Tuesday, March 26, 2013

METI: Here We Are! Come Eat Us! Our Children Are Especially Tasty!

...the fetish to narrowly define the (SETI, Search for ExtraTerrestrial Intelligence) has resulted in a view of alien life that is as constricted and ironic as it is unsupportable.-- David Brin, Ph.D. [1]
Forget about freedom, the economy, terrorism, disease, obesity, the state of public schools and bad taste. If those who practice METI (sending Messages to ExtraTerrestrial Civilizations -- a subfield of SETI,) have made a bad bet, then none of our trivial local concerns will mean much. (Imagine the movie, Independence Day [2], with an unhappy ending.)

David Brin comments about the METI advocates (METI’s, for short) :
Serenely confident in a “we know best” attitude, they are embarking upon this path in blithe confidence, unwilling to even discuss their plans in an open forum. A path that might have serious consequences to humanity.
(In other contexts, we might say that METI’s exercise Moral Hazard ).)

If this planet’s unhappy history provides any example, all we can expect from the arrival of technologically advanced, interstellar newcomers is conquest and extinction. Why would anyone on this planet want to take the risk?

Here are some possibilities:
A. METI researchers believe that advanced civilization most likely indicates advanced “morality,” -- read here “altruism;”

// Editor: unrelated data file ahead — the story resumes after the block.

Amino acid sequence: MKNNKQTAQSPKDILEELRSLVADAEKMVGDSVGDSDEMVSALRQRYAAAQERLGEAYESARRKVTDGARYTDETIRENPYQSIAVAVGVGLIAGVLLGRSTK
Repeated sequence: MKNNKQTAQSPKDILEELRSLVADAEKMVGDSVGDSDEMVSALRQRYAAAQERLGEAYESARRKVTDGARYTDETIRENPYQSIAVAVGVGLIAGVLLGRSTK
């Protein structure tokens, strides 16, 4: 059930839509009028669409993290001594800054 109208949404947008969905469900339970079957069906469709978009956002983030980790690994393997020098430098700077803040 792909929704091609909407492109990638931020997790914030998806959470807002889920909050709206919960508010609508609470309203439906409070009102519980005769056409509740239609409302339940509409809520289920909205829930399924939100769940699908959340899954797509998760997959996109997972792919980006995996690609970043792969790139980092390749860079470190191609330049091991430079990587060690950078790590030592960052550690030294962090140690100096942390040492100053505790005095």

B. METI’s are exercising their “inviolable right” of free speech.

C. METI’s hope that by inviting ET’s they will ingratiate themselves with the invaders enough to be spared the general harvesting of our bodies and resources;

D. As first “discoverers,” METI’s will enjoy fame and its blandishments if even only for a short period in the likely not much longer history of the human race.

Let’s return to the issue of altruism (-- most likely a case of pathological altruism). Can we bank on the altruism of a technologically superior civilization? Does the development of refined intellectuality and rational, technological skills naturally produce refined, rational moral development that considers the needs and is tolerant of those weaker and different from the stronger?

Consider the last 100 years of this history of this planet. Consider just exactly who it was that inflicted needless death and destruction upon millions of non-combatant inhabitants around the world. Were those inflictors lacking in refined intellectuality or rational, technological skill?

Clearly, neither physical, intellectual or technological development is any guarantee of “moral development.” Status competition, i.e. honor and one-upmanship, alone -- don't even mention resource scarcity -- produces conflicts, which intellect and science are likely brought in to support. That is unless a happy development in technology generates more wealth, of which it is not cost-effective for oligarchies to try to curtail the sharing.

For a longer article with references examining the relationship of cognitive development to moral development, see Moral Education: Indoctrination vs. Cognitive Development?



[1] Brin, David (2008) SHOUTING AT THE COSMOS
…Or How SETI has Taken a Worrisome Turn Into Dangerous Territory by Lifeboat Foundation Scientific Advisory Board member David Brin, Ph.D. A very important article.

[2] See Independence Day

1 comment:

  1. And even if "they" were benevolent... consider a peasant looking for land to cultivate and feed his family. Even if he is good natured, do you think he will respect the right of an ants' colony that "arrive first" to some piece of land???